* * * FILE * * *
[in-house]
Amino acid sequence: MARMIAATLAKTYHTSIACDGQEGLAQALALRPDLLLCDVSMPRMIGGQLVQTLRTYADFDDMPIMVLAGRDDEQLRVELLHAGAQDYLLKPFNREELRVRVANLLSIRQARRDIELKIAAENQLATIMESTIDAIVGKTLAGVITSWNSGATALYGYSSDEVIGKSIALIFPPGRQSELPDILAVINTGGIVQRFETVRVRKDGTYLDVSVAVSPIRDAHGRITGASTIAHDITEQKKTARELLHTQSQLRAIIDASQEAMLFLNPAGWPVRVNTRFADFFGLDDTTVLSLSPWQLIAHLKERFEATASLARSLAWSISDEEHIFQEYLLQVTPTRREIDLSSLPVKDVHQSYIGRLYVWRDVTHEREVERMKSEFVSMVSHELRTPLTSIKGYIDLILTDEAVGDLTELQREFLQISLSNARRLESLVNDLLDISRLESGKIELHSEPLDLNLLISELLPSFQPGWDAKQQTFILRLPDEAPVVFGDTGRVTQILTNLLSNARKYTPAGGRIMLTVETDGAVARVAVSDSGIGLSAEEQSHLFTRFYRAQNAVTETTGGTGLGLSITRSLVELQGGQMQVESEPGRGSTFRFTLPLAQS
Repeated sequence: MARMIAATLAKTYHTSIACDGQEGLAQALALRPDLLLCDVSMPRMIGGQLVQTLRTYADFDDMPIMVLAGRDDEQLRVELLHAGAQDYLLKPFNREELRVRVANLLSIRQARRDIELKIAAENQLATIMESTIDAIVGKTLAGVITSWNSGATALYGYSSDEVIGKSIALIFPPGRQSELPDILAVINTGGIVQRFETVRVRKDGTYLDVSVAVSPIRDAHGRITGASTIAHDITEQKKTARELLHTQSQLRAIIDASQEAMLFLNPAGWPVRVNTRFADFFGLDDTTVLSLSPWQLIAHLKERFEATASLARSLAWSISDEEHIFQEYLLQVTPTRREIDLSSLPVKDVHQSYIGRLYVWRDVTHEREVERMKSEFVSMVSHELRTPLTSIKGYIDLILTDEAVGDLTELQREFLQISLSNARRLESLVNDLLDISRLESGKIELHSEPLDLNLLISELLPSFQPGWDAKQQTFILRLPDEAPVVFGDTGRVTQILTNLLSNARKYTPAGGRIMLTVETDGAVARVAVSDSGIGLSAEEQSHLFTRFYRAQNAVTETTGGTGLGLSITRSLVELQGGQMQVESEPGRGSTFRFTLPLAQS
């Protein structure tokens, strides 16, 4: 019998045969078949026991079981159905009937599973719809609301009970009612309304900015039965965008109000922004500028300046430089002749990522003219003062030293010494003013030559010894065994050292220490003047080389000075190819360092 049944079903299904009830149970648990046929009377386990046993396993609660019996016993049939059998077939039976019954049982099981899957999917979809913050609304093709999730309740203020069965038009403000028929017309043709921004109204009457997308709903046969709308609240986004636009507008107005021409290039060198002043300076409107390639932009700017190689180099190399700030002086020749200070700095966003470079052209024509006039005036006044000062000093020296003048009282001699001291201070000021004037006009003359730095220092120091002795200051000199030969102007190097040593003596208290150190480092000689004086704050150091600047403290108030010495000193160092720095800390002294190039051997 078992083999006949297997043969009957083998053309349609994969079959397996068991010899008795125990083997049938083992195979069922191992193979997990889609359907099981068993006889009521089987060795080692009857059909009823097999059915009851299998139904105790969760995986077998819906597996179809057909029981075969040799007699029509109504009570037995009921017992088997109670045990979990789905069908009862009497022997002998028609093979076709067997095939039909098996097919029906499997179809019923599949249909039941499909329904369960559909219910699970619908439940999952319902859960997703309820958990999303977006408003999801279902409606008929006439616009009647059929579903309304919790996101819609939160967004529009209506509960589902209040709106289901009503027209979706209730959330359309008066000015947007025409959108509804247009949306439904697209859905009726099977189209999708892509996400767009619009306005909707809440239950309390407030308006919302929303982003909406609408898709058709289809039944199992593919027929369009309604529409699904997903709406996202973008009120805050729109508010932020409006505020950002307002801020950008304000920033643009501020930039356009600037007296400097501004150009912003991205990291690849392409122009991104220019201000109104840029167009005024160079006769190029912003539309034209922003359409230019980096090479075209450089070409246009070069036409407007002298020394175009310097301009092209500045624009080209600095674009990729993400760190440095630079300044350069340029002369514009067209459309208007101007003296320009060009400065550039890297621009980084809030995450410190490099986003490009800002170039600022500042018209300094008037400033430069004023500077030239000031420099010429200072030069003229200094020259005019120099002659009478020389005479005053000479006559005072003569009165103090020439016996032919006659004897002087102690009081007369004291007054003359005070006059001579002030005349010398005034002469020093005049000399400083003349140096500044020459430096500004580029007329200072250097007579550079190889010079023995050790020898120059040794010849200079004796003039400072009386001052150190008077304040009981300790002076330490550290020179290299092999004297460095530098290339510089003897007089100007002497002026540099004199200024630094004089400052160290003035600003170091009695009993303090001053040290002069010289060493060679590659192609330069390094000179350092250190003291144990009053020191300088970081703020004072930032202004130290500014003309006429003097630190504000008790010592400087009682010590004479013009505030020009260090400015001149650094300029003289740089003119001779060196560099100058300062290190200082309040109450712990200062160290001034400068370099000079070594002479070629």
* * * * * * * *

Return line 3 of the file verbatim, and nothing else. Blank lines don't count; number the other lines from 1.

Repeated sequence: MARMIAATLAKTYHTSIACDGQEGLAQALALRPDLLLCDVSMPRMIGGQLVQTLRTYADFDDMPIMVLAGRDDEQLRVELLHAGAQDYLLKPFNREELRVRVANLLSIRQARRDIELKIAAENQLATIMESTIDAIVGKTLAGVITSWNSGATALYGYSSDEVIGKSIALIFPPGRQSELPDILAVINTGGIVQRFETVRVRKDGTYLDVSVAVSPIRDAHGRITGASTIAHDITEQKKTARELLHTQSQLRAIIDASQEAMLFLNPAGWPVRVNTRFADFFGLDDTTVLSLSPWQLIAHLKERFEATASLARSLAWSISDEEHIFQEYLLQVTPTRREIDLSSLPVKDVHQSYIGRLYVWRDVTHEREVERMKSEFVSMVSHELRTPLTSIKGYIDLILTDEAVGDLTELQREFLQISLSNARRLESLVNDLLDISRLESGKIELHSEPLDLNLLISELLPSFQPGWDAKQQTFILRLPDEAPVVFGDTGRVTQILTNLLSNARKYTPAGGRIMLTVETDGAVARVAVSDSGIGLSAEEQSHLFTRFYRAQNAVTETTGGTGLGLSITRSLVELQGGQMQVESEPGRGSTFRFTLPLAQS